An end is in sight – I’m now working on the last elements – the Frangipani/Plumaria flowers. Are they ever tedious to work on. I’ve managed to stitch the dark red/medium red central elements of all the flowers. I’ve just finished the yellow petal colour on two of them!

Frangipani/Plumaria

That leaves two small clusters of two/three blooms and one larger cluster of 7 flowers/6 buds to do. I’m going to work on the small clusters first – getting those done will make the task seem smaller. I’ve reached that point in the project where I just want it done. I’m tired of the careful, meticulous stitching. I want to get on to other projects including a couple of pair of corduroy pants that have been on the to-do list for quite a while.

This is it for today. I’ll get back to this tomorrow – maybe I’ll manage to get the two smaller clusters done which will leave just the larger one to complete – maybe on the weekend. Yeah!

 

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Tropical Flowers – VIII

Slowly but surely, I’m getting there.

Taking a break for a moment – thread painting tightens the muscles in my neck and shoulders – I need to stop from time to time to exercise a bit, sit with a hot magic bag, until the tension in my body subsides and I can resume sewing.

The Epiphyllum leaf is done – I’m not going to do any more on it – I’m leaving the medium green unstitched.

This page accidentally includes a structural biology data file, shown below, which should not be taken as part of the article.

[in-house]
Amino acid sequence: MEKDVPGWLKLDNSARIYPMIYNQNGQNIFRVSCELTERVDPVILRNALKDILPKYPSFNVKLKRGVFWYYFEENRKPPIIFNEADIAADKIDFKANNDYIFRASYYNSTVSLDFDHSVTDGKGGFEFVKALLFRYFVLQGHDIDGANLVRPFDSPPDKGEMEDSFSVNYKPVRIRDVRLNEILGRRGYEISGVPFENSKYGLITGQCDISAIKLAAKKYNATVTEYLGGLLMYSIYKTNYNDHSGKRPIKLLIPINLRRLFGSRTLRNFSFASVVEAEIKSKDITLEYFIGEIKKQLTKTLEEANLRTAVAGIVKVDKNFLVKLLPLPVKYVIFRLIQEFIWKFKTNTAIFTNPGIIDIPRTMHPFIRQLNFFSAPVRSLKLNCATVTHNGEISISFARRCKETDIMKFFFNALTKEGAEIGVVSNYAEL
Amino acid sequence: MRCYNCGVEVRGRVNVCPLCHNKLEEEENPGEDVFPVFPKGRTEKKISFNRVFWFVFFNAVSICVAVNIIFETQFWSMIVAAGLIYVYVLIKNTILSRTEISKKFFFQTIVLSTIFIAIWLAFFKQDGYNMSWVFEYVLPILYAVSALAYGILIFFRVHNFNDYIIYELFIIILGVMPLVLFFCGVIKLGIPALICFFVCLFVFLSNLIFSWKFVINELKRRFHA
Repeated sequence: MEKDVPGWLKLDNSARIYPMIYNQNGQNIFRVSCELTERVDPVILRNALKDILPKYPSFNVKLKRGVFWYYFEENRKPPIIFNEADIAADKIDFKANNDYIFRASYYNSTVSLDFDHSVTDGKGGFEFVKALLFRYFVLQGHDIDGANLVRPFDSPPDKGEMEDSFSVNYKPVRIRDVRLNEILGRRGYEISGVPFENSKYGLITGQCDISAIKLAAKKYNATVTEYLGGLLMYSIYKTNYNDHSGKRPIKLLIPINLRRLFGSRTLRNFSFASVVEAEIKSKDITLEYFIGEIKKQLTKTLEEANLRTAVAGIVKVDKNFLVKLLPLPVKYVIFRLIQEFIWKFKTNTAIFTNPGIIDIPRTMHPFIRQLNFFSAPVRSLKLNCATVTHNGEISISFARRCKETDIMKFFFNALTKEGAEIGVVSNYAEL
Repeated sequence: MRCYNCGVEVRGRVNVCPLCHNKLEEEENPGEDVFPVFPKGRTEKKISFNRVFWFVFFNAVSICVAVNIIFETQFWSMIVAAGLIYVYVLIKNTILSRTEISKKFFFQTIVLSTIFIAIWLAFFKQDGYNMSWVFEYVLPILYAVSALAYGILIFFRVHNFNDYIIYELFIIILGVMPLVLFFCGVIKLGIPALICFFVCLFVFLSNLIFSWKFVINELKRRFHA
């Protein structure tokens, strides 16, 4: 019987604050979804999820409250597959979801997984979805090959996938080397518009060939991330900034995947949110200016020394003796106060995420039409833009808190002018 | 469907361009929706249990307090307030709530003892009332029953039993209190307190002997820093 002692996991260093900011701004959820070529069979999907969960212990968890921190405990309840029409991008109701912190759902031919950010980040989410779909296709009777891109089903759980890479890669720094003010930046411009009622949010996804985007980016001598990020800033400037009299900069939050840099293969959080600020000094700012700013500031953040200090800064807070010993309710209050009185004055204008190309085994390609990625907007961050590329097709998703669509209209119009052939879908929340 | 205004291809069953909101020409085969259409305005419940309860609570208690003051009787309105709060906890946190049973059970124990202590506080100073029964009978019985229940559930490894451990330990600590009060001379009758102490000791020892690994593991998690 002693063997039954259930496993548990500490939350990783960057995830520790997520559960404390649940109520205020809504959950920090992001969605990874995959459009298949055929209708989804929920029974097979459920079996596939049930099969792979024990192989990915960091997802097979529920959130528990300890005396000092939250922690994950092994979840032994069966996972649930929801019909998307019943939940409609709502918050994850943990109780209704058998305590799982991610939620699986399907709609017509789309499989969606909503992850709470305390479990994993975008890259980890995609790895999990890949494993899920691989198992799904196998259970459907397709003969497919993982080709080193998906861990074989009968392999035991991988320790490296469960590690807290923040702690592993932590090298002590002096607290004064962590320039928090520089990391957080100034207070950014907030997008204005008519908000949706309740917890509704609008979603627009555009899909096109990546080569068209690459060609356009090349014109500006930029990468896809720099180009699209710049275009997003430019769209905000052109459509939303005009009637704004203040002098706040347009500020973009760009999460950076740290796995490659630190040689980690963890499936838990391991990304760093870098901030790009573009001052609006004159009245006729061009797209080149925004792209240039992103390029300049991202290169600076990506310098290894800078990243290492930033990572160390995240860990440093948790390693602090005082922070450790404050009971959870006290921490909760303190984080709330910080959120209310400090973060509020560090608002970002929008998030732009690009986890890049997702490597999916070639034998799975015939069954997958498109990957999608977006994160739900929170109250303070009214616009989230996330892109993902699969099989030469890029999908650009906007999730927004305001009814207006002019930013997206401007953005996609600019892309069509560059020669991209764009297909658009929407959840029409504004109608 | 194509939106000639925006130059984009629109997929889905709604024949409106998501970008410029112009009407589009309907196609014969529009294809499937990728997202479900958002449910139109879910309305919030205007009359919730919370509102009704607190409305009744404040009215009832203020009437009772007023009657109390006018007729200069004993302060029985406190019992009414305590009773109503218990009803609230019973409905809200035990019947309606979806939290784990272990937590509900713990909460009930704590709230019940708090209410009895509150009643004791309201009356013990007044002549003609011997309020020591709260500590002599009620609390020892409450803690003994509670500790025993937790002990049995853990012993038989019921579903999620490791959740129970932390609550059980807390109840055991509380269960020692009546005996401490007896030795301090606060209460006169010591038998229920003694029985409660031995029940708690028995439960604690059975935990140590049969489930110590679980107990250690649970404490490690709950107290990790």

Epiphyllum Leaf Done

Next is the Plumaria leaf at the top. Once that is done, I will have all the Plumaria flowers to do! Four clusters which I expect will take a couple of days. But then the piece will be done!

Because the framing has been finished, all that will remain will be to back the piece. Then I can to return to the Poppies and the Two Men in Cortona….

Tropical Flowers VII

I finished shading the pale grey areas of the first Epiphyllum yesterday; completed the edging in off-white this morning. This Epiphyllum is done – phew!

Epiphyllum 1 – Completed

Epiphyllum flowers come in a variety of shades from white to quite striking red. I chose to interpret the Epiphyllum above as a soft pink – shading the petals from fairly dark to quite pale leaving the white highlights without stitching.

In case you’re interested here is some information on Epiphyllum – orchid cactus. Epiphyllum is a genus of 19 species of epiphytic plants in the cactus family), native to Central America.

My friend Marlene has a couple growing in her greenhouse – the blooms are short lived – the bud takes quite a while to mature but it opens and dies in one night – a wonderful sight. Because these blooms open at night, nocturnal creatures, such as moths and bats, are responsible for pollinating the flowers.

Here is a photo of her Epiphyllum in bloom a couple of months ago.

Epiphyllum In Bloom

This Epiphyllum (also now completed) represents a pink one.

Epiphyllum 2 – Completed

I’ve started working on the two remaining large leaves now. They will both go quite quickly because the shading consists of quite long stitching runs that connect easily – this makes the stitching straightforward, unlike with the flowers where I had to plan the stitching so the short runs would flow from one spot to another. I’ve been working for two hours this morning – I’ve stopped for now. I hope to get back to the leaf I’ve begun, later this afternoon.